The protein HP1 mediates compaction of DNA into a repressive structure called heterochromatin. Analysis reveals that HP1 has liquid-like properties, offering a fresh perspective on genome organization.
Immunology: Gut sensor halts viral attack
Intestinal infection with rotavirus is a major cause of diarrhoea in infants, and can be fatal. The identification of immune sensor proteins that detect and restrict this viral infection now illuminates the body's defence system.
Immunology: The patterns of T-cell target recognition
The binding of T-cell receptors to peptide molecules not normally present in the body can trigger an immune response. Predicting which peptide a T-cell receptor will bind to — a difficult feat — has now been achieved.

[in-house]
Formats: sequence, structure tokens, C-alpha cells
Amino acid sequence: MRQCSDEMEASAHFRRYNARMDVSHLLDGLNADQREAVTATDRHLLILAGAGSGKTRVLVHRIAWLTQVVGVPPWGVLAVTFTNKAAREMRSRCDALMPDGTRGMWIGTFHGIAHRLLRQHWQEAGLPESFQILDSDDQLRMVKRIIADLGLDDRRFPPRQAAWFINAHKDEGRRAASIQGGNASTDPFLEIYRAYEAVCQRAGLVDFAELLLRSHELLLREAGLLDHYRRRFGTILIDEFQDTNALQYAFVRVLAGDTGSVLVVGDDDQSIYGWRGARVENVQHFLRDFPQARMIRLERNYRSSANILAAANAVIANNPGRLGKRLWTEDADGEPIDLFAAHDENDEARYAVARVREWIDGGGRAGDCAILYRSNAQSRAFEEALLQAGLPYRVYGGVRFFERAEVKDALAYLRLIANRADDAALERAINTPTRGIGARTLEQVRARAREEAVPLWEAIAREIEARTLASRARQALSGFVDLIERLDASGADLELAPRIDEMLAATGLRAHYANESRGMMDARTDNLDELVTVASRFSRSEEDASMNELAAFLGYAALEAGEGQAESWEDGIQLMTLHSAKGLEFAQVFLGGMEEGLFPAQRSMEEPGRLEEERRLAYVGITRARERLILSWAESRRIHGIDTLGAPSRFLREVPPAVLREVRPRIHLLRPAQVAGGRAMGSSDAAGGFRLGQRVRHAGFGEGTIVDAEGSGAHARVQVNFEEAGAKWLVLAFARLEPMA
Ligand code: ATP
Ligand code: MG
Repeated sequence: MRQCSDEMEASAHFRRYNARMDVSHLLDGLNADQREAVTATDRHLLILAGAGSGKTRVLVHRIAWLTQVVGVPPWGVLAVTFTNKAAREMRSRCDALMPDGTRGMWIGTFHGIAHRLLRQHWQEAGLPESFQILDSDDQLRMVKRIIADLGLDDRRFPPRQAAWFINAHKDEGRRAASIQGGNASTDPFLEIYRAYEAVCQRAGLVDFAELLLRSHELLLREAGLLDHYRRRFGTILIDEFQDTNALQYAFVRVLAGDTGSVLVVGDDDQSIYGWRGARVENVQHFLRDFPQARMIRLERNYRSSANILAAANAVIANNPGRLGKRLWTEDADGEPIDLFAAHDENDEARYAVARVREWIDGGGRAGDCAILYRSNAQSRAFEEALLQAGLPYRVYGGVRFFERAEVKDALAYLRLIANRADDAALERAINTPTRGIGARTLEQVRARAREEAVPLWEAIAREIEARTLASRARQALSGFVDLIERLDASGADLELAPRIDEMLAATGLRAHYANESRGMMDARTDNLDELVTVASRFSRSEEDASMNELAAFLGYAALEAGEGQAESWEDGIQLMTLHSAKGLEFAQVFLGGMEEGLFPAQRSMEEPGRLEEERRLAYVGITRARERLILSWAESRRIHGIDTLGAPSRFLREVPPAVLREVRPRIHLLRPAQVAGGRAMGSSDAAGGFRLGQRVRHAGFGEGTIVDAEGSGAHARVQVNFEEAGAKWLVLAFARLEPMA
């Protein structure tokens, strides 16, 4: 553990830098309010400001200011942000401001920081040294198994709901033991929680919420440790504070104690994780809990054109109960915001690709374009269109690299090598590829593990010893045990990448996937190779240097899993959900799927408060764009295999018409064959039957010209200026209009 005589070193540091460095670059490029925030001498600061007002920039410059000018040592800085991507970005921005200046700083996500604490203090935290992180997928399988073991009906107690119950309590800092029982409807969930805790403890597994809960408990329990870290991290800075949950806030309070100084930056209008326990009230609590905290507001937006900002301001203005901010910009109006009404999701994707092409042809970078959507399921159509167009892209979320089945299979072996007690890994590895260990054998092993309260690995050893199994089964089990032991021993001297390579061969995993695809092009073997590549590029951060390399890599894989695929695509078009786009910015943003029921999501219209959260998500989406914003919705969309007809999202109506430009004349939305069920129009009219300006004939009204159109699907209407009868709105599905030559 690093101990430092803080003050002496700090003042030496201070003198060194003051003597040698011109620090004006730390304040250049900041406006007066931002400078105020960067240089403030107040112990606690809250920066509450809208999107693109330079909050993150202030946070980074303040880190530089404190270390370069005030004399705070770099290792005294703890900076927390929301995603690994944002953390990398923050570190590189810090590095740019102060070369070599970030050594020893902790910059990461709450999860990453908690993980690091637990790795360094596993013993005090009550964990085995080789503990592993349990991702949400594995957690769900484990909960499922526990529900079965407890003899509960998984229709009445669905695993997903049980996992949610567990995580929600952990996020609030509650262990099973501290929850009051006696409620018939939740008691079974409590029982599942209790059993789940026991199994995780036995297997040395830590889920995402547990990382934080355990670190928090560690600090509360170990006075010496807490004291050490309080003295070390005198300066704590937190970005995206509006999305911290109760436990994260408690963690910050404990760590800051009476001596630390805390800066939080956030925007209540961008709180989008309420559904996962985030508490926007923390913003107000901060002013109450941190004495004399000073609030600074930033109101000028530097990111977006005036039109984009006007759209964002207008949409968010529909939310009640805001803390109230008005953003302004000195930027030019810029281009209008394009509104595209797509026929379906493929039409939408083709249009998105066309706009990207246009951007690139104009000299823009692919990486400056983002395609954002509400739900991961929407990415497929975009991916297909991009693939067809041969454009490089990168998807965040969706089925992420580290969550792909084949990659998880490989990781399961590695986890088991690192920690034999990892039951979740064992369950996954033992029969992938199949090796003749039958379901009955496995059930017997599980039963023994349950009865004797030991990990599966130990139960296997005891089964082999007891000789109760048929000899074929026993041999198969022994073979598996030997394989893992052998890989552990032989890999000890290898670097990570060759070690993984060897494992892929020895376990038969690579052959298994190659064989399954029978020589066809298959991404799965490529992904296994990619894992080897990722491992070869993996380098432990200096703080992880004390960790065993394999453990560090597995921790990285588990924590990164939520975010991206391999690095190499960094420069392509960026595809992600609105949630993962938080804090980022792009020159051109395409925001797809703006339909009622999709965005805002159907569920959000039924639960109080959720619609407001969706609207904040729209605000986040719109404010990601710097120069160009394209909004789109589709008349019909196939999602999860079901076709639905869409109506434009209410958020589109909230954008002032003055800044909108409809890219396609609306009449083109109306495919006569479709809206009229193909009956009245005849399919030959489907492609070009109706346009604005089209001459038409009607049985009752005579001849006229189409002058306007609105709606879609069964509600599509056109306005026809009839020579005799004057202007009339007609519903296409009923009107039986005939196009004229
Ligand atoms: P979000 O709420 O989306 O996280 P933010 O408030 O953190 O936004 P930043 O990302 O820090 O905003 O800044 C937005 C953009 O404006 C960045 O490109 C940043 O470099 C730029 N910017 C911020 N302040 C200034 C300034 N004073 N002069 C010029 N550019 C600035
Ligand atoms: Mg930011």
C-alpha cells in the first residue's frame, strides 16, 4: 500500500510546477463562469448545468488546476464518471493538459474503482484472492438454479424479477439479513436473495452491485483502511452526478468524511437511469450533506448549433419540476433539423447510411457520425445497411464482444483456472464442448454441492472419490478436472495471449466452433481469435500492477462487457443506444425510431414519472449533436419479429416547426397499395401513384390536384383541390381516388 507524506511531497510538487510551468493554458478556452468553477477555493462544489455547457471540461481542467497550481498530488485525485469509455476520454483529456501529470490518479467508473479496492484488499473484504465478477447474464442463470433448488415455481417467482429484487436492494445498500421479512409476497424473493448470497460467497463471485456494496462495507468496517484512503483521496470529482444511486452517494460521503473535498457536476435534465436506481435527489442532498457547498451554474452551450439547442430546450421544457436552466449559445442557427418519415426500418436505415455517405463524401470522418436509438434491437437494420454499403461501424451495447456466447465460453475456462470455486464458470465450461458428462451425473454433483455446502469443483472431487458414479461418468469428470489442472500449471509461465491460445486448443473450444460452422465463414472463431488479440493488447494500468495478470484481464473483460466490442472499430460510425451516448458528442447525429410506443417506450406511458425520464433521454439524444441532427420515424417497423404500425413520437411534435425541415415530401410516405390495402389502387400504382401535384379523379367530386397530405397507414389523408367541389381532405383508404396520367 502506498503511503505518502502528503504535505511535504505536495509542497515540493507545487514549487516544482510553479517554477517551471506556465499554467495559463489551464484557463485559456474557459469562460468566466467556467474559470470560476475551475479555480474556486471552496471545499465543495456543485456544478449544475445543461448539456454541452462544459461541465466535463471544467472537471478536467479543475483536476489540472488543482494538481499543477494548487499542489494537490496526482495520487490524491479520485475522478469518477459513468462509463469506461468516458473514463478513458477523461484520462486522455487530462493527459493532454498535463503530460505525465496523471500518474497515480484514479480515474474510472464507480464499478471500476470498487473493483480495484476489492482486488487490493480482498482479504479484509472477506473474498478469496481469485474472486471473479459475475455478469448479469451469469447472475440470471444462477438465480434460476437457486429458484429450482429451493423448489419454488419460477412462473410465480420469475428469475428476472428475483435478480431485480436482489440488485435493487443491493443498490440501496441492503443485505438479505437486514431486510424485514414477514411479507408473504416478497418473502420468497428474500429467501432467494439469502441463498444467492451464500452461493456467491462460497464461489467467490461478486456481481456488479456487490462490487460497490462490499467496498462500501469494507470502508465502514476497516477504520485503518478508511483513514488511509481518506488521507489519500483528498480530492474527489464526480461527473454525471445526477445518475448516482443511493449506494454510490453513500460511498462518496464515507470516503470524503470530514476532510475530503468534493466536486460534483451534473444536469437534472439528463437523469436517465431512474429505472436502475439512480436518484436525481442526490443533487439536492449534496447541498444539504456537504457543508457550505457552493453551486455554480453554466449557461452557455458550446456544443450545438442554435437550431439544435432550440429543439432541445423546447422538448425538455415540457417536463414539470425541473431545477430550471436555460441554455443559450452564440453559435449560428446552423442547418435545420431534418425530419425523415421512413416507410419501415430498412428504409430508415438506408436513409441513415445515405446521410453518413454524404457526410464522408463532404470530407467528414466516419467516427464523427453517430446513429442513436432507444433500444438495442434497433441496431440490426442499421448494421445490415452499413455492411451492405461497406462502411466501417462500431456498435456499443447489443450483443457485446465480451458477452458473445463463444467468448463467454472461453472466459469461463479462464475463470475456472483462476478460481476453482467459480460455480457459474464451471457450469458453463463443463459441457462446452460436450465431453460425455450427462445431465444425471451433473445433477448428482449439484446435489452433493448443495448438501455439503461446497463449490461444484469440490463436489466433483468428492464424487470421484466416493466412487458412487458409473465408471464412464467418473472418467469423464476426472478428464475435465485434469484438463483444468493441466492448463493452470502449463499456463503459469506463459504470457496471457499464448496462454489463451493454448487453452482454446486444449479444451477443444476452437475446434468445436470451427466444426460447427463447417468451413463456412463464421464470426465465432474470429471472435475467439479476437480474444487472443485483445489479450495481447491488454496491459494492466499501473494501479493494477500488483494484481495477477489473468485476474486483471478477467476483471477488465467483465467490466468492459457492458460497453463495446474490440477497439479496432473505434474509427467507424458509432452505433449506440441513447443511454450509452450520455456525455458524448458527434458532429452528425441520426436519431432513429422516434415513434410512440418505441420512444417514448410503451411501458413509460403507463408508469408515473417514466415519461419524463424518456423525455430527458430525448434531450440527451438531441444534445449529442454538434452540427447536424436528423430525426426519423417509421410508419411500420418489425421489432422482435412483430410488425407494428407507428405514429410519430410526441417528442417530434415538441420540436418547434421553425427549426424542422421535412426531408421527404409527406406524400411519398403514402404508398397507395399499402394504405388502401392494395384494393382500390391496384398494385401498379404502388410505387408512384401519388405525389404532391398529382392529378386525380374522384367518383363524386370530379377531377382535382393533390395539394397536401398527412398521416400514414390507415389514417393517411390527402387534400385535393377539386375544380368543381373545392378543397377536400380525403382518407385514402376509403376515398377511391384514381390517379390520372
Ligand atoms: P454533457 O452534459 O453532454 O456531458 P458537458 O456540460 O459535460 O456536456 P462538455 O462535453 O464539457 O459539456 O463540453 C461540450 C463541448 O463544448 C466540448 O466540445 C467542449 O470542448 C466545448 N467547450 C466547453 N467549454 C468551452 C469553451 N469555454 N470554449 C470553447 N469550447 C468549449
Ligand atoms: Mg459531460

Astrophysics: Stellar siblings grow closer with age
High-mass stars often pair up to form binary systems. Observations reveal that the stars in such systems are born farther apart than was formerly thought, casting fresh light on an enduring debate about star formation.
Quantifiable predictive features define epitope-specific T cell receptor repertoires
The authors characterize epitope-specific T cell repertoires, identify shared and recognizable features of TCRs, and develop tools to classify antigen specificity on the basis of sequence analysis.
Observation of three-component fermions in the topological semimetal molybdenum phosphide
A new type of fermion, corresponding to a three-fold degeneracy in the electronic band structure of crystalline molybdenum phosphide, is observed, which lies conceptually between Dirac and Weyl fermions.
Catalytic allylic oxidation of internal alkenes to a multifunctional chiral building block
Non-symmetric internal alkenes are selectively converted into allylic functionalized products with high stereoselectivity and regioselectivity.
Surface tension prevails over solute effect in organic-influenced cloud droplet activation